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Finding New Value in Coal
Research Materials Engineer Peter Hsieh preparing coal ash samples

Director’s Corner

by Brian Anderson, Ph.D.

When people think of coal, they might think of an outmoded fuel from the past and a notorious contributor to climate change. But NETL research is challenging these ideas. The Lab’s research has enabled advances in carbon capture and storage technologies that allow power generation from coal with vastly reduced emissions of carbon dioxide. Coal also offers a resource to create tomorrow’s advanced materials. Our nation’s coal resources are vast, and NETL research is finding innovative ways to sustainably put this important resource to work for America.  

Throughout June, NETL is featuring our leading-edge work in discovering ways to turn coal into valuable products. For example: 

•    Advanced coal-based nanomaterials created by NETL have been used by researchers at the University of Illinois at Urbana-Champaign to fabricate a paradigm-shifting computer memory device with improved energy consumption, processing speeds, durability and reduced manufacturing costs. The partnership is opening new commercialization opportunities for coal in high-tech industries and rapidly accelerating fields like artificial intelligence and big data. 

•    NETL researchers have made significant progress in using coal-based graphene as a cement additive to compensate for the weaknesses of conventional concrete mixtures such as susceptibility to chemical corrosion from the salts used for deicing roads and deterioration from the freeze-thaw cycles and other limitations that result in costly, lengthy repairs. Furthermore, NETL’s graphene material is sourced from domestic coal resources, making it cheaper to produce into carbon nano-materials than conventional graphene sources and potentially leading to more demand for U.S. coal.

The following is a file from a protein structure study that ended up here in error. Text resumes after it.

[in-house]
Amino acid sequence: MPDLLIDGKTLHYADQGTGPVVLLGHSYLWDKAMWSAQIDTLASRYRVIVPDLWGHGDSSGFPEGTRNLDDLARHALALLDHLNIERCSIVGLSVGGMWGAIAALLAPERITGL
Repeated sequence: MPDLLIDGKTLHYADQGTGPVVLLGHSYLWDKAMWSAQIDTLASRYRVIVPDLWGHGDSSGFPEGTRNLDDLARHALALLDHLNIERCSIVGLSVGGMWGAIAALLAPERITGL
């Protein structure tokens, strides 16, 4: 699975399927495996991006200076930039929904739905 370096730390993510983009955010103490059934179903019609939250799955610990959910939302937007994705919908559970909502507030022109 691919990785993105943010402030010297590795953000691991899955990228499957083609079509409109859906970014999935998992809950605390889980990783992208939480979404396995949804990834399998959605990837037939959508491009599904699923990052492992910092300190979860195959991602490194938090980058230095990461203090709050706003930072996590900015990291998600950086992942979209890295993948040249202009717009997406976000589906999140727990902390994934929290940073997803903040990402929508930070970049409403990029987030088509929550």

•    NETL is advancing technology called microwave-assisted dry reforming of methane that could transform carbon dioxide (CO2) from a waste gas that contributes to climate change to a high-value feedstock used in the production of fuels, pharmaceuticals, plastics, fertilizers and a range of consumer goods. In their recently published study, researchers reported making important strides in dry reforming, a process that reacts CO2, instead of steam or oxygen, with methane to yield the mixture of hydrogen and carbon monoxide known as synthesis gas or syngas, a chemical building block for many products. 

From our perspective, the future of coal looks bright, offering solutions in unexpected areas, thanks to pioneering work of NETL scientists and engineers. Transforming coal into valuable products could be a game-changer in improving the economies in our nation’s coal-rich regions and underscoring our nation’s energy security. It’s just one more way NETL is developing technology solutions to our nation’s energy challenges.